Fri, 01 Jul 2016 11:37:12 -0400

To me, one of the most horrific stories over the last year came in December, when a lady named Lucille Strickland was walking her five-year-old son to kindergarten in Detroit. Suddenly, a pack of four pit bull-type dogs appeared, grabbed the child, pulled him under a fence and into their yard and killed him. Neither the child nor his mother had done anything to provoke the dogs. Police came and killed the dogs, but were too late to save the child. Wayne County Prosecutor Kym Worthy went after the owner, a man with a past criminal record named Geneke Lyons, and attempted to convict him of second-degree murder. But before the case went to the jury, Wayne County Circuit Judge James Callahan refused to allow the jury to consider the second-degree murder charge. They then promptly found Lyons guilty of manslaughter and other charges, which could have landed him in prison for up to 15 years. But on Thursday the judge refused to give him a harsh sentence. Instead, he gave Lyons a year in which he is allowed to go to work, but has to spend his nights in jail, followed by four years of probation. The judge said he thought that Lyons had turned his life around, and "did not intend for this child to be viciously attacked." Well, I wasn't in the courtroom, didn't see the trial, and may not have access to information Judge Callahan did. But we have a terrible problem in this country with dogs that are essentially weapons, and most of which are pit bulls. Pit bull is sort of a generic name for a type of dog that is often bred for fighting. The name is sometimes applied to a couple purebred breeds and dogs that are crossbred with similar species. According to a research outfit called DogsBite.org, pit bull type dogs make up less than seven percent of the dogs in America, but have been responsible for almost two-thirds of the 360 dog bite deaths in this nation over the last 11 years. Rottweilers were the only other breed notable for killing humans, and they were a very distant second. I know something about dogs, having had them all my adult life, and a brother who is a highly respected dog psychologist. Currently I have an Australian Shepherd who is, quite simply, one of the best friends I have ever had I don't ever want to live without a dog. But while there are some very noble people who rescue pit bulls, some of which go on to live quite normal lives with decent families, these dogs are mostly bred to be weapons, or for use in illegal dog fighting rings. It is no accident that they kill more people than any other breed. And we aren't doing enough to stop it. Geneke Lyons did not have those pit bulls to play ball with him at the park, and he allowed them to run free. They tore a child apart, because that is what dogs like that do. There are vast numbers of people, not just in our inner cities, who are buying pit bulls in a misguided attempt at self-protection. I'm not sure giving him what amounts to a slap on the wrist sends the right message. Jack Lessenberry is Michigan Radio's political analyst. Views expressed in his essays are his own and do not necessarily reflect those of Michigan Radio, its management or the station licensee, The University of Michigan.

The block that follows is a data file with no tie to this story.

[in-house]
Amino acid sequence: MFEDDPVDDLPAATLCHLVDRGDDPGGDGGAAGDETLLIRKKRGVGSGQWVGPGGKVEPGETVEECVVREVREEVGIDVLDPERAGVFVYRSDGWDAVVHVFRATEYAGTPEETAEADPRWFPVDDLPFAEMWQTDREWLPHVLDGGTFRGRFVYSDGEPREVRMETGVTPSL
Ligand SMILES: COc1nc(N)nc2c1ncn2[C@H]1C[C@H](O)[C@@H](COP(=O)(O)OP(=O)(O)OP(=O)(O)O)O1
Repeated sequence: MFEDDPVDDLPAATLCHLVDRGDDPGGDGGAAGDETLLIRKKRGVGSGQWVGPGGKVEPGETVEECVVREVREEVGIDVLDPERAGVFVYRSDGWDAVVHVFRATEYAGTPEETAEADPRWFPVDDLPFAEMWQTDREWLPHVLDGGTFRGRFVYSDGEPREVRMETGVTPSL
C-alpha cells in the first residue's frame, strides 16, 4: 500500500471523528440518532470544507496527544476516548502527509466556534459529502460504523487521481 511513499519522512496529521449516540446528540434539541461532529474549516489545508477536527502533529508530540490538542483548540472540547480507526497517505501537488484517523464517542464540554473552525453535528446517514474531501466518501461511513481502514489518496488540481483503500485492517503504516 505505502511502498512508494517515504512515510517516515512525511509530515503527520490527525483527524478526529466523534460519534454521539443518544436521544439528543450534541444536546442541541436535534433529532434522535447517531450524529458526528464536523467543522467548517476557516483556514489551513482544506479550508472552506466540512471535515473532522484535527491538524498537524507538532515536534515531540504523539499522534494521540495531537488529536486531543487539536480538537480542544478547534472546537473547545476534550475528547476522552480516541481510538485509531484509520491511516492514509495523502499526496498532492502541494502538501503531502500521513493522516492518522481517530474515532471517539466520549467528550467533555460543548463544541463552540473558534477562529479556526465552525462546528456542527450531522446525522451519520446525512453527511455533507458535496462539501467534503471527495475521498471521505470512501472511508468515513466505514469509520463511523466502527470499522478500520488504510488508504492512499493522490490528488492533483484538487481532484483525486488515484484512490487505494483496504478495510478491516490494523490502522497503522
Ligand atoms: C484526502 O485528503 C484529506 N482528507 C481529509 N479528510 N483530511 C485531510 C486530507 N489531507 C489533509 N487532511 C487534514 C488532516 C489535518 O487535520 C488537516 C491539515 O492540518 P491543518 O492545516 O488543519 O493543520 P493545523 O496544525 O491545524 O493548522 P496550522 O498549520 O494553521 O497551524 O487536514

Media Files:
https://ondemand.npr.org/anon.npr-podcasts/podcast/665/510079/484339785/Michigan_484339785.mp3?orgId=665&d=174&p=510079&story=484339785&t=podcast&e=484339785&ft=pod&f=510079




This Michigan pollster goes beneath the surface of politics

Fri, 01 Jul 2016 11:35:27 -0400